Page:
There are nine major types of inference:

  1. People or Animals
    Mrs. Valdez handed worksheet to the students and told them to complete the exercise in ten minutes.  Who is Mrs. Valdez?

  2. Location
    George filled his pail with water and carried it back to his sand castle.  Where is George?

  3. Object
    The people climbed aboard the giant bird and it flew off into the skies.  What is the giant bird?

  4. Time
    John didn't want to stop playing, but the sun had set fifteen minutes ago and he could barely see the ball.  What time is it?

  5. Actions
    Becky took an end and let Sandy jump for a while.  We all sang as she jumped.  Sandy finally missed and then she took an end.  What were Becky and Sandy doing?

  6. Feelings
    While Don waited for the race to begin, he wiped his sweating hands on his towel.  How was Don feeling?

  7. Cause and Effect
    The next morning, the lawn was littered with bits of colored paper, balloons and leftover food.  What caused this situation?

  8. Problem-Solution
    Pat watched in horror as the tub overflowed onto the bathroom floor.  What might be the problem?  What should Pat do?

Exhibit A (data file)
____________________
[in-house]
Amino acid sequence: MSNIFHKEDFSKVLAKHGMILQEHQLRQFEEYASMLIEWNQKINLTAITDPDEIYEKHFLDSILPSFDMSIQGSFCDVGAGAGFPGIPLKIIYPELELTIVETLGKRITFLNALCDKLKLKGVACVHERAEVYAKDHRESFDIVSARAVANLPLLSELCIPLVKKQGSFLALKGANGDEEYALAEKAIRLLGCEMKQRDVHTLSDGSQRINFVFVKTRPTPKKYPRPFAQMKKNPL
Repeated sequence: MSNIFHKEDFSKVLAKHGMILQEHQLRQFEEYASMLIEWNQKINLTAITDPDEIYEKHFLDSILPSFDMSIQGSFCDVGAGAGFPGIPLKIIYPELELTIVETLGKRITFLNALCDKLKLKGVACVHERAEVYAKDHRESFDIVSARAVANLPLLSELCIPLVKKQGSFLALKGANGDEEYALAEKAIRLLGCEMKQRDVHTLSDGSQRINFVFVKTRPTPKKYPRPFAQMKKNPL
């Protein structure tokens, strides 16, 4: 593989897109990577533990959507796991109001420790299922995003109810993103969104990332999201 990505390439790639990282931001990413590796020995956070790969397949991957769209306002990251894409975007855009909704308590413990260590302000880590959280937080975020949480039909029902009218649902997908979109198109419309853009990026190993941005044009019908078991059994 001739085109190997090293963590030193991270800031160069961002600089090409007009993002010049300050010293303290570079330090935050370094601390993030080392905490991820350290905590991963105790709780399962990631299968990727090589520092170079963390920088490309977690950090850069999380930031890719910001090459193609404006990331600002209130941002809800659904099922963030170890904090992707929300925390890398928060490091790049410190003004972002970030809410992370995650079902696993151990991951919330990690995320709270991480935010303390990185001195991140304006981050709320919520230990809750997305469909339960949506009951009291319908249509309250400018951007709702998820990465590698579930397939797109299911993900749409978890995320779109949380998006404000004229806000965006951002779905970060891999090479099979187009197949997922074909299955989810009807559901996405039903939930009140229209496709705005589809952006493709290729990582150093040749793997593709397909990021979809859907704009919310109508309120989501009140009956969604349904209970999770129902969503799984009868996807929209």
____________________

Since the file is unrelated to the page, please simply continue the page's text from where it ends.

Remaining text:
9. Category
    Oranges, apples and pears were served for dessert.  These three objects belong to which category?

Adapted from Silver Burdett and Ginn

Every Day Academic Skills

A checklist of things you can do to help your child be a successful learner. 

  • Tell your child you think academic skills are important.

  • Ask your child what academic skills he or she learned today.

  • Insist that your child schedule a definite time for learning every week day.  If you child has free time in the evening watch a television news program with him and discuss it.

  • Look over Activities and Extended Learning and other learning activities each day.

  • Show your child how you use academic skills at home in cooking, carpentry, budgeting, shopping, planning trips and other everyday uses. 

  • Tell your child how you use academic skills in your job in measuring, figuring, estimating, reading, writing, speaking, hypothesizing, evaluating and so on. 

  • Talk with your child about American democracy and the importance of voting in elections.